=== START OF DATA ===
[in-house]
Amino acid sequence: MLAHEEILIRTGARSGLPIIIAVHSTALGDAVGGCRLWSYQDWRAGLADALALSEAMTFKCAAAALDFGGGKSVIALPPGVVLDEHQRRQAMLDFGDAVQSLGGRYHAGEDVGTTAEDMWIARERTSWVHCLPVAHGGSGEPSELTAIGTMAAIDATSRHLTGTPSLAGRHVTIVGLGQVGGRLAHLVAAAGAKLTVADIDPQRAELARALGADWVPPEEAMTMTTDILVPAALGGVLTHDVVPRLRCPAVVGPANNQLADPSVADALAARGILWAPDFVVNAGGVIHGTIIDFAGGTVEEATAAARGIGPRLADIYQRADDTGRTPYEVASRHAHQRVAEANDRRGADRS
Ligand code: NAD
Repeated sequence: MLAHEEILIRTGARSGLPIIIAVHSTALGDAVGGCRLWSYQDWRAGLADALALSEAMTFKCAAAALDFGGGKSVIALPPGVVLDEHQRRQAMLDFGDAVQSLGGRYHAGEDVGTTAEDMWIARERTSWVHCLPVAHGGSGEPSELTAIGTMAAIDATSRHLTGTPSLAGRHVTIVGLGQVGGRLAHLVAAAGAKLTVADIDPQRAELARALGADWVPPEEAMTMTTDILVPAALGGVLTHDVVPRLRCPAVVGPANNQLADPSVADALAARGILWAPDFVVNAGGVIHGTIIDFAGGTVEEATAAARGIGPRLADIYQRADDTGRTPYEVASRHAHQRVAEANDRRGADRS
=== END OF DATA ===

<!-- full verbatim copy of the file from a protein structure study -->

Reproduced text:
[in-house]
Amino acid sequence: MLAHEEILIRTGARSGLPIIIAVHSTALGDAVGGCRLWSYQDWRAGLADALALSEAMTFKCAAAALDFGGGKSVIALPPGVVLDEHQRRQAMLDFGDAVQSLGGRYHAGEDVGTTAEDMWIARERTSWVHCLPVAHGGSGEPSELTAIGTMAAIDATSRHLTGTPSLAGRHVTIVGLGQVGGRLAHLVAAAGAKLTVADIDPQRAELARALGADWVPPEEAMTMTTDILVPAALGGVLTHDVVPRLRCPAVVGPANNQLADPSVADALAARGILWAPDFVVNAGGVIHGTIIDFAGGTVEEATAAARGIGPRLADIYQRADDTGRTPYEVASRHAHQRVAEANDRRGADRS
Ligand code: NAD
Repeated sequence: MLAHEEILIRTGARSGLPIIIAVHSTALGDAVGGCRLWSYQDWRAGLADALALSEAMTFKCAAAALDFGGGKSVIALPPGVVLDEHQRRQAMLDFGDAVQSLGGRYHAGEDVGTTAEDMWIARERTSWVHCLPVAHGGSGEPSELTAIGTMAAIDATSRHLTGTPSLAGRHVTIVGLGQVGGRLAHLVAAAGAKLTVADIDPQRAELARALGADWVPPEEAMTMTTDILVPAALGGVLTHDVVPRLRCPAVVGPANNQLADPSVADALAARGILWAPDFVVNAGGVIHGTIIDFAGGTVEEATAAARGIGPRLADIYQRADDTGRTPYEVASRHAHQRVAEANDRRGADRS